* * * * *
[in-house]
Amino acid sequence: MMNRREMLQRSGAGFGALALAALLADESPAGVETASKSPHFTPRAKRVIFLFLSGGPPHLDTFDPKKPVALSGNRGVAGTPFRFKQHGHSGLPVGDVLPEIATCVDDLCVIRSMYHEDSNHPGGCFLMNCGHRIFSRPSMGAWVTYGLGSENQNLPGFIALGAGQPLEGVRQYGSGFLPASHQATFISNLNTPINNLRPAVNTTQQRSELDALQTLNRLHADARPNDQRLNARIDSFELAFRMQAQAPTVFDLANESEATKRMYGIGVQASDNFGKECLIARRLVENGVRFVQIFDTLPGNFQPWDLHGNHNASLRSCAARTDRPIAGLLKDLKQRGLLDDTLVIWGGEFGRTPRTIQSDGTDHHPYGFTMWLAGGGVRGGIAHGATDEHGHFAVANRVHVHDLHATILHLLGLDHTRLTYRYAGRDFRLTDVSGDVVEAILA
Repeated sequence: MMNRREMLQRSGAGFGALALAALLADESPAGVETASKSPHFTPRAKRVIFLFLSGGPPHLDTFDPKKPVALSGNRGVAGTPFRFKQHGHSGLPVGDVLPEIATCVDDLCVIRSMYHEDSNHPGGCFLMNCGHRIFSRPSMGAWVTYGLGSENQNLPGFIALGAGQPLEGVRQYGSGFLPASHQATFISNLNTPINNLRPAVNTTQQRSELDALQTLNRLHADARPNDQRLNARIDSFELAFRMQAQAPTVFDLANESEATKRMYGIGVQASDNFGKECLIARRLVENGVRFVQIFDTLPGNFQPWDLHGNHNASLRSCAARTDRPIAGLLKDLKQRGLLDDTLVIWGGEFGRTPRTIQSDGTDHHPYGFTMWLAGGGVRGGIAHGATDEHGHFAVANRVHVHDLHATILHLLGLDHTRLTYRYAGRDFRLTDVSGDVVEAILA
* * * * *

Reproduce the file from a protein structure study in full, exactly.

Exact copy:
[in-house]
Amino acid sequence: MMNRREMLQRSGAGFGALALAALLADESPAGVETASKSPHFTPRAKRVIFLFLSGGPPHLDTFDPKKPVALSGNRGVAGTPFRFKQHGHSGLPVGDVLPEIATCVDDLCVIRSMYHEDSNHPGGCFLMNCGHRIFSRPSMGAWVTYGLGSENQNLPGFIALGAGQPLEGVRQYGSGFLPASHQATFISNLNTPINNLRPAVNTTQQRSELDALQTLNRLHADARPNDQRLNARIDSFELAFRMQAQAPTVFDLANESEATKRMYGIGVQASDNFGKECLIARRLVENGVRFVQIFDTLPGNFQPWDLHGNHNASLRSCAARTDRPIAGLLKDLKQRGLLDDTLVIWGGEFGRTPRTIQSDGTDHHPYGFTMWLAGGGVRGGIAHGATDEHGHFAVANRVHVHDLHATILHLLGLDHTRLTYRYAGRDFRLTDVSGDVVEAILA
Repeated sequence: MMNRREMLQRSGAGFGALALAALLADESPAGVETASKSPHFTPRAKRVIFLFLSGGPPHLDTFDPKKPVALSGNRGVAGTPFRFKQHGHSGLPVGDVLPEIATCVDDLCVIRSMYHEDSNHPGGCFLMNCGHRIFSRPSMGAWVTYGLGSENQNLPGFIALGAGQPLEGVRQYGSGFLPASHQATFISNLNTPINNLRPAVNTTQQRSELDALQTLNRLHADARPNDQRLNARIDSFELAFRMQAQAPTVFDLANESEATKRMYGIGVQASDNFGKECLIARRLVENGVRFVQIFDTLPGNFQPWDLHGNHNASLRSCAARTDRPIAGLLKDLKQRGLLDDTLVIWGGEFGRTPRTIQSDGTDHHPYGFTMWLAGGGVRGGIAHGATDEHGHFAVANRVHVHDLHATILHLLGLDHTRLTYRYAGRDFRLTDVSGDVVEAILA